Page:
IDEAS home Printed from
   My bibliography  Save this paper

Transferts de fonds, éducation et travail des enfants au Maroc: Une analyse par score de propension
[Remittances, Education and Child labor in Morocco: A propensity score matching approach]


  • Bouoiyour, Jamal


The purpose of this paper is to examine the impact of remittances on child labor and demand of education using survey data on the Souss-Massa-Draa region (South of Morocco). Based on an instrumental variables probit model, we find a positive and significant effect of remittances on the investments in education. Furthermore, the number of children living in migrant households who accumulate employment and schooling is clearly less raised compared with the children of the households of group of control (non migrant households). Moreover, our results show the positive effect of remittances on the schooling of the poor children. It also seems that the partial participation of poor children or teenagers in work declines more significantly through migrant remittances.

Suggested Citation

  • Bouoiyour, Jamal, 2013. "Transferts de fonds, éducation et travail des enfants au Maroc: Une analyse par score de propension
    [Remittances, Education and Child labor in Morocco: A propensity score matching approach]
    ," MPRA Paper 46063, University Library of Munich, Germany.
  • Handle: RePEc:pra:mprapa:46063

    Download full text from publisher

    File URL:
    File Function: original version
    Download Restriction: no

    References listed on IDEAS

    1. Delphine Boutin, 2011. "Envoi de fonds et allocation du temps des enfants au Niger : L’effet indirect des chocs négatifs," Larefi Working Papers 1105, Larefi, Université Bordeaux 4.
    2. Dean Yang, 2008. "International Migration, Remittances and Household Investment: Evidence from Philippine Migrants' Exchange Rate Shocks," Economic Journal, Royal Economic Society, vol. 118(528), pages 591-630, April.
    3. Calero, Carla & Bedi, Arjun S. & Sparrow, Robert, 2009. "Remittances, Liquidity Constraints and Human Capital Investments in Ecuador," World Development, Elsevier, vol. 37(6), pages 1143-1154, June.
    4. Halliday, Timothy, 2006. "Migration, Risk, and Liquidity Constraints in El Salvador," Economic Development and Cultural Change, University of Chicago Press, vol. 54(4), pages 893-925, July.
    5. repec:dau:papers:123456789/11242 is not listed on IDEAS
    6. Christian Hubert Ebeke, 2010. "The Effect of Remittances on Child Labor: Cross-Country Evidence," Economics Bulletin, AccessEcon, vol. 30(1), pages 351-364.
    7. Ralitza Dimova & Gil S. Epstein & Ira N. Gang, 2015. "Migration, Transfers and Child Labor," Review of Development Economics, Wiley Blackwell, vol. 19(3), pages 735-747, August.
    8. David McKenzie & Hillel Rapoport, 2006. "Migration and Education Inequality in Rural Mexico," IDB Publications (Working Papers) 9392, Inter-American Development Bank.
    9. Clemént, Matthieu, 2011. "Remittances and Household Expenditure Patterns in Tajikistan: A Propensity Score Matching Analysis," Asian Development Review, Asian Development Bank, vol. 28(2), pages 58-87.
    10. Mansuri, Ghazala, 2006. "Migration, school attainment, and child labor : evidence from rural Pakistan," Policy Research Working Paper Series 3945, The World Bank.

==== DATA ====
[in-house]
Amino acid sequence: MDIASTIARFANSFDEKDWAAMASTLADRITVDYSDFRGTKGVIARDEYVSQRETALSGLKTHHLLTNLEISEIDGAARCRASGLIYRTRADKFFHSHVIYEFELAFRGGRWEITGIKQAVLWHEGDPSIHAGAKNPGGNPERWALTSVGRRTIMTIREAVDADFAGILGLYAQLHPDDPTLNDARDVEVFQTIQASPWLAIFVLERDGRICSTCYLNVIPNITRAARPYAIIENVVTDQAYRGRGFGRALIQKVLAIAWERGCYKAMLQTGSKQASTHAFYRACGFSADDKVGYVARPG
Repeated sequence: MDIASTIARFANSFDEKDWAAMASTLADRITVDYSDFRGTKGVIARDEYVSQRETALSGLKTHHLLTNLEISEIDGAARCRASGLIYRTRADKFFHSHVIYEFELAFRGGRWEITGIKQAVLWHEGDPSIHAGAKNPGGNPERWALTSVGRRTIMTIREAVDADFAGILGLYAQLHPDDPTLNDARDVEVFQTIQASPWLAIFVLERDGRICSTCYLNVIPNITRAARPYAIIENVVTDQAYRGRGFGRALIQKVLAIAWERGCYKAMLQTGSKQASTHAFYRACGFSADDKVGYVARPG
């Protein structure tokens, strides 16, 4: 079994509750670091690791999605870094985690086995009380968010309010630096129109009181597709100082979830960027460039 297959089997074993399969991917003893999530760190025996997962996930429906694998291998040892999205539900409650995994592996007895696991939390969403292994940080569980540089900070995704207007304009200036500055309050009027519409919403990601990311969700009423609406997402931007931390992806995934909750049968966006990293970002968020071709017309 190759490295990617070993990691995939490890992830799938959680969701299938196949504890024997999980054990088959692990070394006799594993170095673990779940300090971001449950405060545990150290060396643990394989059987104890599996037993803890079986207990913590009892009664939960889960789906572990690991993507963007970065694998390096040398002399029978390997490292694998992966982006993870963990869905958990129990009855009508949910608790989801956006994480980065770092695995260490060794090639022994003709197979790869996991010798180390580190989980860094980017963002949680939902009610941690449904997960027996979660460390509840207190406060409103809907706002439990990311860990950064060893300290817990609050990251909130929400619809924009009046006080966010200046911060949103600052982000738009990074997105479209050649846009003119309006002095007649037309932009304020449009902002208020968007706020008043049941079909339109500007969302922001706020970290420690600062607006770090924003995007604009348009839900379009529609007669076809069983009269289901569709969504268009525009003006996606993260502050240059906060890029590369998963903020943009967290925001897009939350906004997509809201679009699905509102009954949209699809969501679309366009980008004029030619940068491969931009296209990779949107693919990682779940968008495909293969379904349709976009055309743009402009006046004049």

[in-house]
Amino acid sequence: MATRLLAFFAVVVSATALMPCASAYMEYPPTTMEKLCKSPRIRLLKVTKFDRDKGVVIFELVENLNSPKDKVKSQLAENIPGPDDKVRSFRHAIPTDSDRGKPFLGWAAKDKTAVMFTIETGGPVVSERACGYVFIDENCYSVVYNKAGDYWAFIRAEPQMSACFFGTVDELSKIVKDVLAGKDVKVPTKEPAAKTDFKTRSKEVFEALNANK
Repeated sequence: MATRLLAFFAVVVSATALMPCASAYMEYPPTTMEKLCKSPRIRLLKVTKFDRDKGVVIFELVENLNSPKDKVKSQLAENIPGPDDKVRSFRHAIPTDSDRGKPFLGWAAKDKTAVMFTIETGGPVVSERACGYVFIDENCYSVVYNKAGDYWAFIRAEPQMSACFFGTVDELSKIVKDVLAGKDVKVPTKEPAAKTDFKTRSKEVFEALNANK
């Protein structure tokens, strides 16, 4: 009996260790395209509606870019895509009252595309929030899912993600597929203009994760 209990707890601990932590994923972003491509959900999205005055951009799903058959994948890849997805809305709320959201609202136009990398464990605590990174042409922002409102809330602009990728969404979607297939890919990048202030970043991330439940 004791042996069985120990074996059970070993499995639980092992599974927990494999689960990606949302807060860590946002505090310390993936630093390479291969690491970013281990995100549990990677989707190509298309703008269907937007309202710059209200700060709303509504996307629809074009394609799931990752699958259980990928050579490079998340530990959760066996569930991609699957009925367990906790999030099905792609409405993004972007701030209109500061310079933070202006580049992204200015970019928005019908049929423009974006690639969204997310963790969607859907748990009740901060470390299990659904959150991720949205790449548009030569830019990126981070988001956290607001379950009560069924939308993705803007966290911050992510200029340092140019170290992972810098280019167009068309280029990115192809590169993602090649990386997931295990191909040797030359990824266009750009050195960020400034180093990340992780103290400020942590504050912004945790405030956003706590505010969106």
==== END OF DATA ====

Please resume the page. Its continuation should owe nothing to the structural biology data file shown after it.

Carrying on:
11. Catalina Amuedo-Dorantes & Susan Pozo, 2006. "Remittances as insurance: evidence from Mexican immigrants," Journal of Population Economics, Springer;European Society for Population Economics, vol. 19(2), pages 227-254, June.
    Full references (including those not matched with items on IDEAS)

    More about this item


    Children time allocation; Education attainments; Propensity-Score Matching; Remittances; Morocco;

    JEL classification:

    • F22 - International Economics - - International Factor Movements and International Business - - - International Migration
    • F24 - International Economics - - International Factor Movements and International Business - - - Remittances
    • I25 - Health, Education, and Welfare - - Education - - - Education and Economic Development

    NEP fields

    This paper has been announced in the following NEP Reports:


    Access and download statistics


    All material on this site has been provided by the respective publishers and authors. You can help correct errors and omissions. When requesting a correction, please mention this item's handle: RePEc:pra:mprapa:46063. See general information about how to correct material in RePEc.

    For technical questions regarding this item, or to correct its authors, title, abstract, bibliographic or download information, contact: (Joachim Winter). General contact details of provider: .

    If you have authored this item and are not yet registered with RePEc, we encourage you to do it here. This allows to link your profile to this item. It also allows you to accept potential citations to this item that we are uncertain about.

    If CitEc recognized a reference but did not link an item in RePEc to it, you can help with this form .

    If you know of missing items citing this one, you can help us creating those links by adding the relevant references in the same way as above, for each refering item. If you are a registered author of this item, you may also want to check the "citations" tab in your RePEc Author Service profile, as there may be some citations waiting for confirmation.

    Please note that corrections may take a couple of weeks to filter through the various RePEc services.

    IDEAS is a RePEc service hosted by the Research Division of the Federal Reserve Bank of St. Louis . RePEc uses bibliographic data supplied by the respective publishers.